By Sietze Vermeulen
Netherlands Consulate General in San Francisco
The Dutch social enterprise revolution reaches Silicon Valley during the Social Capital Market Conference 2017 in San Francisco this week. In the past five years, the social-impact sector in the Netherlands has grown exponentially, by 75 percent, and is responsible for 3 percent of the GDP growth in that period.
“We had to make some bold moves if we wanted to have a positive impact on the world,” says Willemijn Verloop, founder of national network Social Enterprise NL.
“Through a business network, we connected social entrepreneurs, impact investors, and education institutions, and we partnered with local governments. This led to an acceleration of available capital and a business climate where startup social entrepreneurs could develop and scale. Even the demand for fair products by Dutch consumers has increased, which shows how important supply is to change consumer behavior.”
A $4 billion industry
The 4,000 Dutch social enterprises together have a revenue of 3.5 billion Euros a year, which translates to roughly $4 billion. The amount of capital available for impact-driven entrepreneurs has more than tripled in the last five years.
The success of the Dutch social impact ecosystem has led to the first Dutch trade mission for social enterprises, taking place October 9-13. The participating businesses, organizations and Dutch government representatives will visit Silicon Valley and meet with companies like Change.org and visit Stanford University’s Center for Social Innovation.
The delegation will also participate in SOCAP17, where there will be a session on the unique developments of the Dutch social enterprise ecosystem and its adaptability to other environments, such as the US.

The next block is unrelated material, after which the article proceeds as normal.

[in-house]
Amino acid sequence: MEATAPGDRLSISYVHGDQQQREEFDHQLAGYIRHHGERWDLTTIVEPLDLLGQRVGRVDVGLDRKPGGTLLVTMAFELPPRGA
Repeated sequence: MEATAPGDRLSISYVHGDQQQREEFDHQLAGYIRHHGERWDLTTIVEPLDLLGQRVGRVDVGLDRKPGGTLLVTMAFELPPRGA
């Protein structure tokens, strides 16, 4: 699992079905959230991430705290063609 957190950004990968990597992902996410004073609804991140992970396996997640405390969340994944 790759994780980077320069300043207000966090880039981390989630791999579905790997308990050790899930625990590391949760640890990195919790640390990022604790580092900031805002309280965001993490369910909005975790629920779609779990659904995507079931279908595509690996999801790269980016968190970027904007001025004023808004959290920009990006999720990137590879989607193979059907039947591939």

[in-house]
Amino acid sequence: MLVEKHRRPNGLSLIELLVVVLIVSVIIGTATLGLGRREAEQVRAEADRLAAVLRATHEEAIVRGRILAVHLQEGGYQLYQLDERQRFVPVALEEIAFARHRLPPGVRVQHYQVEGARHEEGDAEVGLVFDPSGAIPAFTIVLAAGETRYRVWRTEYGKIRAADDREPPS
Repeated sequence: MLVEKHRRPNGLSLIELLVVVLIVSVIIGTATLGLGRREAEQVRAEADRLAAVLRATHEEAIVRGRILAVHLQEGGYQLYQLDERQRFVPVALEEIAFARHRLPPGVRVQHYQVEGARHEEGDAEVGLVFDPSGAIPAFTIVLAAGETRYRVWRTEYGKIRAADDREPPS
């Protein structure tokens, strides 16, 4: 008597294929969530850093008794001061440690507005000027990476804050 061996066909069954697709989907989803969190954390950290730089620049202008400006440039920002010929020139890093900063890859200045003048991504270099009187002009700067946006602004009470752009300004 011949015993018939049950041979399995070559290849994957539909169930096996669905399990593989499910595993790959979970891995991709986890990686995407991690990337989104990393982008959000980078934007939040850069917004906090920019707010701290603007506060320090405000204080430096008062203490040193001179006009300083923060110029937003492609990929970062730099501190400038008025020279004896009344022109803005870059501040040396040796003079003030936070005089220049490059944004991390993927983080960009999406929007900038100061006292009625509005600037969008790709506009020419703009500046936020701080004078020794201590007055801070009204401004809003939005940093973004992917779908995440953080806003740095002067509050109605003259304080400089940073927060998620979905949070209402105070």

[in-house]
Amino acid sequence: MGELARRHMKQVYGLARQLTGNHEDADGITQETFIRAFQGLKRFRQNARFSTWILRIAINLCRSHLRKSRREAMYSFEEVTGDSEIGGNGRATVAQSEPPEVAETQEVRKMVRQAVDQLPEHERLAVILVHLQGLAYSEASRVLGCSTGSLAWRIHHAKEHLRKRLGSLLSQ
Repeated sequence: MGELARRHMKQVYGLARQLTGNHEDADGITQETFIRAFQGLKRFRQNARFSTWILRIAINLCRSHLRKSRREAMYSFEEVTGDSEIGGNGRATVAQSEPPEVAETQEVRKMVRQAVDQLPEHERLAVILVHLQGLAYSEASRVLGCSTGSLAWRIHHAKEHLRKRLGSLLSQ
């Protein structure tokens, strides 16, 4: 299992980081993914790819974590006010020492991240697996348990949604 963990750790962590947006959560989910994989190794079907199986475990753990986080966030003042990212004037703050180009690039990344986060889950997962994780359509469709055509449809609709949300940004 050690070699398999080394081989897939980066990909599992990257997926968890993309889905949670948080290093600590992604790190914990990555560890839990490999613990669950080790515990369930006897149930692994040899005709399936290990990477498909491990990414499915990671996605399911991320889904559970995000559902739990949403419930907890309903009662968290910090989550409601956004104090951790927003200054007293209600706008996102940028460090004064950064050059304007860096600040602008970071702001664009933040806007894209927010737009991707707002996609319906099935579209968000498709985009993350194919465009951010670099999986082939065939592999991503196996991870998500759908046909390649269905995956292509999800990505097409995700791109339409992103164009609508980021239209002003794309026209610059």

“In recent years, social entrepreneurship in the Netherlands has become an economic powerhouse with billions of revenue. And these 11 businesses are a great example of that,” says Gerbert Kunst, Consul General in San Francisco.
“There are major challenges for the future, including human rights violations and climate change. Social enterprises, NGOs, and government in the Netherlands work together to find innovative solutions for these challenges. I hope this visit leads to a stronger partnership with American businesses and organizations to contribute to the development of the US social enterprise ecosystem. And more importantly, to work together toward a more sustainable planet.”
Dutch businesses that join SOCAP17 are: Fairphone, Tony’s Chocolonely, Land Life Company, MoyeeCoffee, GoodUp, Energy Floors, The Dutch Weed Burger, People’s Pension Holding, Reflow, The Social Medwork and Dif Media Foundation.
For more information about the program and participants, please visit www.socialimpact-mission.nl.